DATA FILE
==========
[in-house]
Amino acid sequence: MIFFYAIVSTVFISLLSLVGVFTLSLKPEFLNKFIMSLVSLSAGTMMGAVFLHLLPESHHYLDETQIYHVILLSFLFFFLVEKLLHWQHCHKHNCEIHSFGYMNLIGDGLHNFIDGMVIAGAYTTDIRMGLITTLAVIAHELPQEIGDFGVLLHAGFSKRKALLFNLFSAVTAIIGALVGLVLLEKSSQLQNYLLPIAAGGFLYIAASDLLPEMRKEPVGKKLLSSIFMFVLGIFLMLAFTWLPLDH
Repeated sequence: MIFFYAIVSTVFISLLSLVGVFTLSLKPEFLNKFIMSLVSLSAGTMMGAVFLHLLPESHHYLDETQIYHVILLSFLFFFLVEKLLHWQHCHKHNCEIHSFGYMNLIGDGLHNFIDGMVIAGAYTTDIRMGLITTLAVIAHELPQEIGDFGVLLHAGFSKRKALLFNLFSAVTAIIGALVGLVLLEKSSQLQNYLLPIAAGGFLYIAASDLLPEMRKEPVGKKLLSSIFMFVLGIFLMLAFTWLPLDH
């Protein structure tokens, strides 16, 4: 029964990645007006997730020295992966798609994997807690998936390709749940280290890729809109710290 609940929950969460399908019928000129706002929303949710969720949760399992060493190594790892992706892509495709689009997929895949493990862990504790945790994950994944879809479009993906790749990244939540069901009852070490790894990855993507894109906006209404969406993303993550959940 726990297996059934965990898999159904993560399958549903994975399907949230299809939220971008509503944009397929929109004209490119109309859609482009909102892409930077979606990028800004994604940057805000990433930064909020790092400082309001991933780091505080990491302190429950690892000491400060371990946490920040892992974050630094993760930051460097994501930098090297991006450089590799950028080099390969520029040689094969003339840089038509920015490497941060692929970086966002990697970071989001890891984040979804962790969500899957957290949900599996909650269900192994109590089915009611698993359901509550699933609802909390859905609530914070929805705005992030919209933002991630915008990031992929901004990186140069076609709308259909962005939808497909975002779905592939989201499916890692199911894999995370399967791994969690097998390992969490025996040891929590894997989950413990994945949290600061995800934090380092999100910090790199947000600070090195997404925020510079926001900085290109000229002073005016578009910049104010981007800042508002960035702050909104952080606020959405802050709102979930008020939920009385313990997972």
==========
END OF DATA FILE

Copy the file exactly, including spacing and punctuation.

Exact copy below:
[in-house]
Amino acid sequence: MIFFYAIVSTVFISLLSLVGVFTLSLKPEFLNKFIMSLVSLSAGTMMGAVFLHLLPESHHYLDETQIYHVILLSFLFFFLVEKLLHWQHCHKHNCEIHSFGYMNLIGDGLHNFIDGMVIAGAYTTDIRMGLITTLAVIAHELPQEIGDFGVLLHAGFSKRKALLFNLFSAVTAIIGALVGLVLLEKSSQLQNYLLPIAAGGFLYIAASDLLPEMRKEPVGKKLLSSIFMFVLGIFLMLAFTWLPLDH
Repeated sequence: MIFFYAIVSTVFISLLSLVGVFTLSLKPEFLNKFIMSLVSLSAGTMMGAVFLHLLPESHHYLDETQIYHVILLSFLFFFLVEKLLHWQHCHKHNCEIHSFGYMNLIGDGLHNFIDGMVIAGAYTTDIRMGLITTLAVIAHELPQEIGDFGVLLHAGFSKRKALLFNLFSAVTAIIGALVGLVLLEKSSQLQNYLLPIAAGGFLYIAASDLLPEMRKEPVGKKLLSSIFMFVLGIFLMLAFTWLPLDH
């Protein structure tokens, strides 16, 4: 029964990645007006997730020295992966798609994997807690998936390709749940280290890729809109710290 609940929950969460399908019928000129706002929303949710969720949760399992060493190594790892992706892509495709689009997929895949493990862990504790945790994950994944879809479009993906790749990244939540069901009852070490790894990855993507894109906006209404969406993303993550959940 726990297996059934965990898999159904993560399958549903994975399907949230299809939220971008509503944009397929929109004209490119109309859609482009909102892409930077979606990028800004994604940057805000990433930064909020790092400082309001991933780091505080990491302190429950690892000491400060371990946490920040892992974050630094993760930051460097994501930098090297991006450089590799950028080099390969520029040689094969003339840089038509920015490497941060692929970086966002990697970071989001890891984040979804962790969500899957957290949900599996909650269900192994109590089915009611698993359901509550699933609802909390859905609530914070929805705005992030919209933002991630915008990031992929901004990186140069076609709308259909962005939808497909975002779905592939989201499916890692199911894999995370399967791994969690097998390992969490025996040891929590894997989950413990994945949290600061995800934090380092999100910090790199947000600070090195997404925020510079926001900085290109000229002073005016578009910049104010981007800042508002960035702050909104952080606020959405802050709102979930008020939920009385313990997972």